The European policy Germans call “Willkommenskultur” -- the enthusiastic embrace of refugees from Syria and other Muslim-majority countries -- has morphed into a summer of terror.

Loose screening of refugees, lax counter-terrorism policies and lenient treatment of those with terrorist links or sympathies has led to a spate of attacks by terrorists already flagged by authorities. Tuesday’s attack in France, where a jihadist already under house arrest slit a priest’s throat, came just two days after a suicide bombing in Germany by a terrorist who a medical expert had predicted would “commit suicide in a spectacular fashion.” Critics say such cases are piling up.

"It has happened in France and the UK -- people who were on the radar and eventually were caught up in plots,” said Davis Lewin, deputy director at the Henry Jackson Society, a UK based counter-terrorism think tank. “It will inevitably happen again.”

Sunday’s suicide bombing in the southern city of Ansbach was the first attributed to ISIS to take place in Germany. Mohammed Daleel injured 15 people when he detonated a bomb outside a concert, killing himself. The attack has Germans asking why a Syrian refugee known as highly dangerous to the authorities as early as 2015 was still in the country.

Daleel “can be trusted that he will commit suicide in a spectacular fashion,” a medical report stated. His digital trail showed “constant contact with a soldier of the Islamic State,” according to German investigators. It is unclear why the authorities did not arrest him, but they did move to deport him earlier this year. The effort was blocked by German Left Party MP Harald Weinberg, who demanded that Daleel get medical care for a knee injury.

“After everything I knew at that time, I would decide the same today,” Weinberg told the newspaper BILD.

One of the self-described “soldiers of ISIS" in Tuesday’s attack in the Normandy region of France, Adel Kermiche, had been arrested in 2015 after twice trying to enter Syria through Turkey to join ISIS. Upon his return to France, he was placed under police supervision and wore an electronic tag to monitor his movements. The device was turned off for four hours each day, and it was in that window that he and Abdel Malik killed an 85-year-old priest during Mass.

“What was France thinking about when they turned off his electronic bracelet for a couple of hours a day?” Lewin said. But, he added, “the threat is severe and the intelligence services do not have the resources to follow up everyone. And they have to make decisions who to follow.”

Europe must invest heavily in security services, implement much stricter controls on immigration and clamp down on radical ideology, he said.

“It is much too easy to propagate radical Islamic views,” Lewin said. “Politicians need to clamp down on the ideology.”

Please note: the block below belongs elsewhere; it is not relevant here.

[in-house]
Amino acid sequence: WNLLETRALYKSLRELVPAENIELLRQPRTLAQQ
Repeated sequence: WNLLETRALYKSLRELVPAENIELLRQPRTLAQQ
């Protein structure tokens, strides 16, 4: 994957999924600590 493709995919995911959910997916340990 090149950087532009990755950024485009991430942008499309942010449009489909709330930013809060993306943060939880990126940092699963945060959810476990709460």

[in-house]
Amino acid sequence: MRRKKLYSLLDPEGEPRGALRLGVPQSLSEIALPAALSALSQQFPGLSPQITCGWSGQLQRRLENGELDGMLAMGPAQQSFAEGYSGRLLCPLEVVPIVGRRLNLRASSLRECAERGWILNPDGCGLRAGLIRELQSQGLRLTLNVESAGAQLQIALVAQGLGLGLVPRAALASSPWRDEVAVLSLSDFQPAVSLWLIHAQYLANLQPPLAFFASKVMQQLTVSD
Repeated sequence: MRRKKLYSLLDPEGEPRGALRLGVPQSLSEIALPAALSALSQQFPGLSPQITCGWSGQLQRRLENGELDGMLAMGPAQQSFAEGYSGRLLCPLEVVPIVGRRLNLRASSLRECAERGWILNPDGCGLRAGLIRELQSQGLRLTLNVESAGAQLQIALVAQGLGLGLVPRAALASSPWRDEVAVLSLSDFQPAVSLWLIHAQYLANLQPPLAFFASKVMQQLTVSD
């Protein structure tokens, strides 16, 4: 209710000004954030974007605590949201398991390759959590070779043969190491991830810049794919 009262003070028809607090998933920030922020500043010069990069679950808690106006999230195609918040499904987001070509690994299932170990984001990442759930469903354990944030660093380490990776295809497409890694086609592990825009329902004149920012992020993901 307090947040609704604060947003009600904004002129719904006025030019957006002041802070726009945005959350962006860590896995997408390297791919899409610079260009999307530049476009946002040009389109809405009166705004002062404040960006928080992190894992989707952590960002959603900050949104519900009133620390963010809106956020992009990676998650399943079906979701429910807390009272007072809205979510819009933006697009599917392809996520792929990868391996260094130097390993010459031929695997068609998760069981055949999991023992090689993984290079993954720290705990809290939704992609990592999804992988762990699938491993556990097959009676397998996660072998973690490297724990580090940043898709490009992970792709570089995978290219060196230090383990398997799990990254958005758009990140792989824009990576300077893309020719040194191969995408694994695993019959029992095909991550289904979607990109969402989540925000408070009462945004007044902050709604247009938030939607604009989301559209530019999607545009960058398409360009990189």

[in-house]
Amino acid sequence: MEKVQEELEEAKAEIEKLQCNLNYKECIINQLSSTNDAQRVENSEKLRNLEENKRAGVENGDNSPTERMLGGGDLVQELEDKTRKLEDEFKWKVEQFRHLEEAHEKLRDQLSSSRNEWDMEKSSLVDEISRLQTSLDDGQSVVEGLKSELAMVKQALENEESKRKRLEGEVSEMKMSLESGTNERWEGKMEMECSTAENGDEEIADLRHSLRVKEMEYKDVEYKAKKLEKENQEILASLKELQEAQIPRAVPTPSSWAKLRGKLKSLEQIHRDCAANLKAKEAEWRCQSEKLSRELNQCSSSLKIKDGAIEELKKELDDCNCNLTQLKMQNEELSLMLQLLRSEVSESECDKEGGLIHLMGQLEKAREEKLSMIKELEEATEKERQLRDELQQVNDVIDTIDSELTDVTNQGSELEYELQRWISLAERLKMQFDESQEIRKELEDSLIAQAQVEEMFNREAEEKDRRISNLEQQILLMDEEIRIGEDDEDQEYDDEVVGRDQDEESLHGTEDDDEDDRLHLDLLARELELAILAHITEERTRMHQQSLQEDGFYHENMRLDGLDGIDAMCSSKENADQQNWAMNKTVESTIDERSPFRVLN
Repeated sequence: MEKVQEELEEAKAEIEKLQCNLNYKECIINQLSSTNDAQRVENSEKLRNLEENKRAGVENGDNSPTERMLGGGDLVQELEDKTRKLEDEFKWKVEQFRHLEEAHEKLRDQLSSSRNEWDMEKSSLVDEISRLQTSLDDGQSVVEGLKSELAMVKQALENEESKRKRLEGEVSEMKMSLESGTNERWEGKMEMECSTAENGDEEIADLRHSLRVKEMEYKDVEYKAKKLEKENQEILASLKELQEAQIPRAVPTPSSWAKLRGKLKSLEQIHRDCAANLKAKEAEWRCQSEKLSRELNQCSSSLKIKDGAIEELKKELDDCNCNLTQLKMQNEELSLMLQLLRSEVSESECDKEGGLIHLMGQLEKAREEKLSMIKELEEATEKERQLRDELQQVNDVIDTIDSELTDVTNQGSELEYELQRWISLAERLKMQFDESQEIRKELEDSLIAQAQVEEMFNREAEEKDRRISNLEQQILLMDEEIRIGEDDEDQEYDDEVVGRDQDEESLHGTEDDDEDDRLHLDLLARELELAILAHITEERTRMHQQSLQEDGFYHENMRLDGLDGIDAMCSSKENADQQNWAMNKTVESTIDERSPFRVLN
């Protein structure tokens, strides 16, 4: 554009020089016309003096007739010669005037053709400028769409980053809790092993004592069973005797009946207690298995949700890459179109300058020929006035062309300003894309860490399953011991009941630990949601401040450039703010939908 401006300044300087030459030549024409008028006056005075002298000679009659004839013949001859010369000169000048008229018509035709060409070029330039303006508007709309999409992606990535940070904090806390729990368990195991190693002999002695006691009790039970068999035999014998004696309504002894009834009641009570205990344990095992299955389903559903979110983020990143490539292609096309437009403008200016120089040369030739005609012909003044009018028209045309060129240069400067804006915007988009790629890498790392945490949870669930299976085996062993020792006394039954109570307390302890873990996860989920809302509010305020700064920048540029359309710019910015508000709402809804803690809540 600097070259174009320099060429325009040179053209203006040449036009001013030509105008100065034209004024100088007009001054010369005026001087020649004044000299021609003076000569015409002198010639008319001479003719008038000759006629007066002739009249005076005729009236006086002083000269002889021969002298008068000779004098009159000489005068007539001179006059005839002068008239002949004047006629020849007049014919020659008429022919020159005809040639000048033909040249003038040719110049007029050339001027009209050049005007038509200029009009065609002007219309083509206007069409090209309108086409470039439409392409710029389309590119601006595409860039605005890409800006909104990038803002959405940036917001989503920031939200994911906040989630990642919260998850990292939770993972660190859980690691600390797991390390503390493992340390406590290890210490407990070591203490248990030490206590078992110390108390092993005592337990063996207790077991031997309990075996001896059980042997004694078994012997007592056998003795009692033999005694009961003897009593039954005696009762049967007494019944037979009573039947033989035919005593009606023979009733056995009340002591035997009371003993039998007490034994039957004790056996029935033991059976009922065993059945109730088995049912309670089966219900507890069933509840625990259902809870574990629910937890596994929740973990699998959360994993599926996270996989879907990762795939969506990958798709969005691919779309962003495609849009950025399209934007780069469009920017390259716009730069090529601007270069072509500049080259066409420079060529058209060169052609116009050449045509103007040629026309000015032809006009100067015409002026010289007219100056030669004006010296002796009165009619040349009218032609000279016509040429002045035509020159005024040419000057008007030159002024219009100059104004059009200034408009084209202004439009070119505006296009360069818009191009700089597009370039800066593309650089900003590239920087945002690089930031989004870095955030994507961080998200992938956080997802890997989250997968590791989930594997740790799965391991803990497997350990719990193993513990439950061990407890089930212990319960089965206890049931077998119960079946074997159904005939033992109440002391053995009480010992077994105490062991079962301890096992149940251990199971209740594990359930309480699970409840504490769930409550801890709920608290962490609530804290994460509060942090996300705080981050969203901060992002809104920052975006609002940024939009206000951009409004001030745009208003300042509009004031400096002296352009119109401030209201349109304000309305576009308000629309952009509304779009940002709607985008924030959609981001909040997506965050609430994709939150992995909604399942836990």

France has been the target of the most devastating ISIS attacks, including the Nov. 13, 2015, coordinated attacks in Paris and the July 14 attack in Nice. More than 200 people died in the two attacks. Germany is reeling from a fresh wave of terrorism this month, including the Ansbach attack and another July 18, in which Mohammed Riyad took an ax to passengers on a Bavarian train, yelling “Alahu Akbar” as he injured five. Riyad claimed to be from Afghanistan, but authorities now believe he may be from Pakistan, and lied to have a better chance at asylum.

There are currently 59 ongoing investigations of refugees because of the “suspicion that they are involved in terrorist structures,” according to Germany’s interior ministry.

Other attacks have not been characterized by law enforcement authorities as terrorism, but much of the public is skeptical. On July 22, a gunman described as “Iranian-German” killed 10 people and wounded 35 in Munich, in what authorities quickly branded a “classic mass shooting.” And this week, a 21-year-old Syrian asylum-seeker from Syria murdered a Polish woman and her unborn baby in a shocking attack with a machete. Mohammad Alhelo was already on the police radar because of charges involving bodily harm. Authorities are calling it a “crime of passion.”

Some of the skepticism may be traced to law enforcement’s attempts to downplay mass sex assaults in Cologne on New Year’s Day, incidents that, while not related to terrorism, are part and parcel of the refugee wave.

“I don't believe that the security threat in Germany has reached a new level, but that it has been on a continued high threat level since at least a decade,” Saba Farzan, the Berlin-based executive director at the Foreign Policy Circle, told FoxNews.com. “But what has changed is how Islamists operate: Soft targets are in their focus and this tactic makes us more vulnerable.”

Farzan, a German-Iranian who has analyzed Tehran-sponsored terrorism, said solving the problem will require “a grand strategy to combat a profound threat and it runs through much broader surveillance of Islamists, more strategic coordination between European intelligence services and a moral as well as political commitment that the Islamic religion must enter the 21st century.”

Benjamin Weinthal reports on human rights in the Middle East and is a fellow at the Foundation for Defense of Democracies. Follow him on Twitter @BenWeinthal